What Do You Like About Me?

My wife hit me with that question a while back, just about as I was going to sleep. I didn't have a quick answer and the silence spoke volumes to her. We've been married for 33 years, and she seems to be an integral part of me. It was like having my hand posing the question. I tried to make some reasonable stabs in the dark, but they sounded feeble even to my ears. What do you like best about your old favorite sweater, I think. You don't have favorite parts, you like it in its entirety. It is not a sum of parts, some to be liked better than others. It is a sweater. It is more than a sum of buttons, yarn, and a little wear on the elbows. It provides me comfort, warmth, reassurance, and companionship. None of this could be done by buttons alone, or by yarn alone. So how am I to be expected to dissect my wife, in the darkness of night to rank her parts, her actions or inactions into the best and not so best? If I cannot do that fairly with an old favorite sweater, how can I do it with my wife, the woman with whom I have spent nearly two-thirds of my life? Of course, I could not even come up with this analogy on short notice. Perhaps I'll have to rely on my old sweater for warmth a little more, for awhile.


I remember when I was in high school that matching sweaters were in style. If a couple were dating regularly, the territorial proclamation was made by wearing matching sweaters. Of course this made little sense unless you shared a number of classes together, so it was usually coordinated for basketball games and perhaps football games, before it got too cool. (Matching sweaters under a coat had limited value). This proclamation had two drawbacks. The first was coordination. Half of a match pair didn't achieve the effect and tended to cause ill will to fall upon the one who forgot. The second was the selection of sweaters. Unisex was not really big in 1963-4. Guy sweater and girl sweaters looked different. As such, some compromise had to be reached, and looking back, I think the sweaters had that appearance. These look-alike sweaters were not your first choice for either sex.


But the 1960s were a long time ago, which I guess brings me back to the issue of history. Vietnam was a critical aspect of my college years, and of the two years I spent as an Army officer on active duty. I was lucky. I never saw Vietnam first hand. The nearest I saw of battle was riot control duty in Washington, D.C. The first time I saw the nation's Capitol, I was at a naval air station near Washington National (Reagan) Airport. It was midnight and I was commanding a small group of enlisted men that were loading riot control equipment with a powder form of riot control tear agent. We stood in the middle of a circle of army vehicles whose headlights provided light for us to perform our task. On the horizon, gleaming white in illumination, was the capitol dome. Given the task of the next day, my own doubts about our role in the war, and the tension between career officers and NCOs and the draftees about Vietnam and the demonstrators, it was a time for thought by a 21 year old, lst Lt. in the Chemical Corps.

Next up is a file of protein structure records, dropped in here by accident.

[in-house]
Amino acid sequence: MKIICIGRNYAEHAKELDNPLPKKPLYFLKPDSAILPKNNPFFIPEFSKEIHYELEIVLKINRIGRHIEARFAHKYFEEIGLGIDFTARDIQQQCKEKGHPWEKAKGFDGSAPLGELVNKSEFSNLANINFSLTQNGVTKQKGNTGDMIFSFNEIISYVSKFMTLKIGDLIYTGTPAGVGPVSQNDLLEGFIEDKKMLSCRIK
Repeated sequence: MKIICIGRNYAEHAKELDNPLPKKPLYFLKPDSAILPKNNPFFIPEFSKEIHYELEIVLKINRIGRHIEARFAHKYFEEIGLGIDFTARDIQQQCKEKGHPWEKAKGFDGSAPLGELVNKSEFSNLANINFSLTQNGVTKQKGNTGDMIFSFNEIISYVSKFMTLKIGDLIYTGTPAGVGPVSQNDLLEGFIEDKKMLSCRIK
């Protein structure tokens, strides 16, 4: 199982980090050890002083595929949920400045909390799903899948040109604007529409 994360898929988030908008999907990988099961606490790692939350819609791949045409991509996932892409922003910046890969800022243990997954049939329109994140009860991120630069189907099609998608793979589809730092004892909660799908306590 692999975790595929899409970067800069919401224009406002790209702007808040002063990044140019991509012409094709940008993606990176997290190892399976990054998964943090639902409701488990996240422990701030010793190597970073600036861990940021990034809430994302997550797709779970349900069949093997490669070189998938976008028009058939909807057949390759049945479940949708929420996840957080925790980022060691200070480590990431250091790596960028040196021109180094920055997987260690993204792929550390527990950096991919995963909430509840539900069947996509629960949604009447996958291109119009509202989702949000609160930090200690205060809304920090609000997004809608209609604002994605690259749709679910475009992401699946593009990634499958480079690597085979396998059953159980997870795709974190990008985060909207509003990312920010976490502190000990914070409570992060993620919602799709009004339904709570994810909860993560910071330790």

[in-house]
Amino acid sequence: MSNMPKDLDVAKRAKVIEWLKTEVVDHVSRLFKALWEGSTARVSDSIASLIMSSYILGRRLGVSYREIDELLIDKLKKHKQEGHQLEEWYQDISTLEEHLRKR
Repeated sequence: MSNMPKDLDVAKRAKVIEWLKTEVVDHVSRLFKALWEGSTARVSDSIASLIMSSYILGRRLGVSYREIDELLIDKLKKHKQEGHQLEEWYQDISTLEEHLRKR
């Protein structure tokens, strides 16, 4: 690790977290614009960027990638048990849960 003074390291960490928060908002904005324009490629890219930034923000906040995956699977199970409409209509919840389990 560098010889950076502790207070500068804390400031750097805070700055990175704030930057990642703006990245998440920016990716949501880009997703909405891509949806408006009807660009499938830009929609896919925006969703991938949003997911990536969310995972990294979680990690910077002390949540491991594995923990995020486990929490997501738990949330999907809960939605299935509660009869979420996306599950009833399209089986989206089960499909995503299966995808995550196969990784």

In my unrecognized claim to history, I was the 1st Lt. who was called upon (much to my surprise) to recommend the proper sequence use of fire hoses and tear gas to defend the White House (and Nixon, I suppose) from Moratorium Day demonstrators. This occurred at a briefing at the Military District of Washington Headquarters where I was sent as a liaison officer for my unit. The question came up during a briefing and some major sitting next to me noticed my uncommon insignia (crossed Erlenmeyer flasks, with a blue benzene ringŠI'm not making this up) and volunteered me to answer the question. The major shouted something to the effect, ''Sir, we have a Lt from the Chemical Corps here, he should be able to answer that question.'' It was my first time, and my last time, as a Lt, instructing a general in anything. I can now safely admit (I think), that I made the answer up. I was clueless, but an answer was expected and an answer was received. For the record, neither water nor tear gas was used at the White House, so nobody knows if I was right or not. Not even me.

I lost a couple of friends to the war. I've looked up their names on the Memorial when I was in Washington. It was more moving than I expected. The personal items left at the base of the black granite were particularly difficult. I believe that veterans make the best case against war.

On the other end, life does go on. Our first daughter was born in an army hospital a few months before I completed my two years of active duty commitment. She and the GI Bill that helped me through graduate school are probably the lasting benefits of that period. She cost us $6 in medical bills. I used to tell her that she was cheaper per pound than steak. She was also the one who asked me if we fought with the North or the South, in Vietnam.

It's just history to her.

Uploaded to The Zephyr Online March 7, 2001